Simply upon the idea that those signing it did not believe General Buell was commanding the army in such a manner as to secure success for our arms.

Question. Did it make any specific charges against General Buell?

     None that I recollect except that.

Question. About how many colonels of regiments signed this petition?

     I did not count the number. Eight or ten, I suppose; perhaps more; not less, I am satisfied.

Question. Did you consider at the time that this petition was right and well founded?

     I thought it was well founded at the time.

This question being objected to by the judge-advocate, the court was cleared.

Question. Do you know the names of any officers of the rank of colonel or above that rank who signed this petition?

     Yes, sir.

Question. Will you state those names?

General James B. Steedman, Third Brigade of the First Division; Col. J. M. Harlan, commanding Second Brigade of the First Division; Colonel [James] George, commanding Second Minnesota Regiment; Col. J. M. Connell, commanding Seventeenth Ohio; Col. M.B. Walker, commanding First Brigade, First Division; Col. John T. Croxton, commanding Fourth Kentucky; Maj. D. Ward, of the Seventeenth Ohio; Lieut. Col. P.W. Lister, of the Thirty-first Ohio, and several others whose names I cannot now call to mind.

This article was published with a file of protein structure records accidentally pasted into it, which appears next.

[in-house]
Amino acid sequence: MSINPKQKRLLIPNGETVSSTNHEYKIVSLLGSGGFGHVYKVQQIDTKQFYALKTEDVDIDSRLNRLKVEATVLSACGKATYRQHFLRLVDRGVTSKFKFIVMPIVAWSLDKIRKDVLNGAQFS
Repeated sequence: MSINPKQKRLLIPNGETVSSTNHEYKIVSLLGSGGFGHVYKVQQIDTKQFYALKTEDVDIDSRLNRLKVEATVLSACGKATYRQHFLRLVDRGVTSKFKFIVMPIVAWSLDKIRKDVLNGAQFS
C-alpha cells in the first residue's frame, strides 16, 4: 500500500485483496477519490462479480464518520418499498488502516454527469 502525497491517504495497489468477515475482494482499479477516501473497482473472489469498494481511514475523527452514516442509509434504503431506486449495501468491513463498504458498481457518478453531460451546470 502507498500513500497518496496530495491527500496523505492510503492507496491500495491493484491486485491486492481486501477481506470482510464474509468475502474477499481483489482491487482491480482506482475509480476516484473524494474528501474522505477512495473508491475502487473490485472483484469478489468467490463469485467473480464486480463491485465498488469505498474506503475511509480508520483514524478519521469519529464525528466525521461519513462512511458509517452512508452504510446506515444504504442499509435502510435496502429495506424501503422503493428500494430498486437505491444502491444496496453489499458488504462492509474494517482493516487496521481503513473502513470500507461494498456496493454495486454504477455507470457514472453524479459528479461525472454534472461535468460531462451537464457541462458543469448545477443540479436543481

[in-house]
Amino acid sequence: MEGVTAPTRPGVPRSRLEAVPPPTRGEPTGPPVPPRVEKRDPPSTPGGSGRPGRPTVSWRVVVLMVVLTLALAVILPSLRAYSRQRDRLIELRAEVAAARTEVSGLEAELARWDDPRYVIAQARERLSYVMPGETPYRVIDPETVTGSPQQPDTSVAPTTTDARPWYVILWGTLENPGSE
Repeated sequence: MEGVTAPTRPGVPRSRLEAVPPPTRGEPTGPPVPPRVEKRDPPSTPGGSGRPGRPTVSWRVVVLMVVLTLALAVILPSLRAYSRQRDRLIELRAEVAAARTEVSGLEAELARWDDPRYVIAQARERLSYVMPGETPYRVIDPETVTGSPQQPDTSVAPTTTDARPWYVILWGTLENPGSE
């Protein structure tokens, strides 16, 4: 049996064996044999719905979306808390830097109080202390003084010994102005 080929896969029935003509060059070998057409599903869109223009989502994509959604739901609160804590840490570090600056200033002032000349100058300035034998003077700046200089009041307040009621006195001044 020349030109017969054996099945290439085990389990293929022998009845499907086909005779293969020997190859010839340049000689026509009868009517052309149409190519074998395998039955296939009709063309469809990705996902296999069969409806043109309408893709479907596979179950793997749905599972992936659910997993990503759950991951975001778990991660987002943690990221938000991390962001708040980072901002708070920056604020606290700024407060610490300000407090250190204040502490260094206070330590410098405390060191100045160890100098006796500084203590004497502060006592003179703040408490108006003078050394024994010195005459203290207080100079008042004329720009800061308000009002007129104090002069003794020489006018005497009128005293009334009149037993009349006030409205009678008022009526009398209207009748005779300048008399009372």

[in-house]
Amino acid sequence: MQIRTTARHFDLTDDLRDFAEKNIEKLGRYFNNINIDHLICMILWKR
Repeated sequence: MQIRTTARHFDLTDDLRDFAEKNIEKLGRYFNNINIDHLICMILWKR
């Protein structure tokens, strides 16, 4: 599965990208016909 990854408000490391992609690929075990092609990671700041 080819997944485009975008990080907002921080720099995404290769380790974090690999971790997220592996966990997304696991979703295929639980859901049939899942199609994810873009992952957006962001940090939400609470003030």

Question. Did you sign this petition?

     I decline to answer that question, sir.

Question. To whom do you consider that a general is responsible for the performance of his official duties - to his superior who places him in position or to his subordinates under his command?

     I think he is responsible to his superior and to the people of his country, the subordinate officers included.

Question. Do you think this responsibility extends to the propriety of any move he may make?

     In some instances I should think it did.

Question. How do you suppose a general should go to work to obtain the opinion of the subordinates under his command in regard to the propriety of any movement he was about to make?

     I know no other means than by consultation.

Question. To what limit do you consider the responsibility to his subordinate officers extends, going down?

       Under ordinary circumstances it is the duty of a general commanding an army to consult more especially general officers as low down as the commanders of divisions, and through them he could obtain the opinions of intelligent and well-informed officers of a lower grade. Under extraordinary circumstances there are many instances in which a general commanding an army would be greatly benefited in his movements by the consultation of officers of even the very lowest grades; and I think during the movements of our army in Kentucky there were many instances in which it would have been advisable that General Buell should have consulted the officers who were familiar with the country, and who, in my opinion, would have been of great service to him.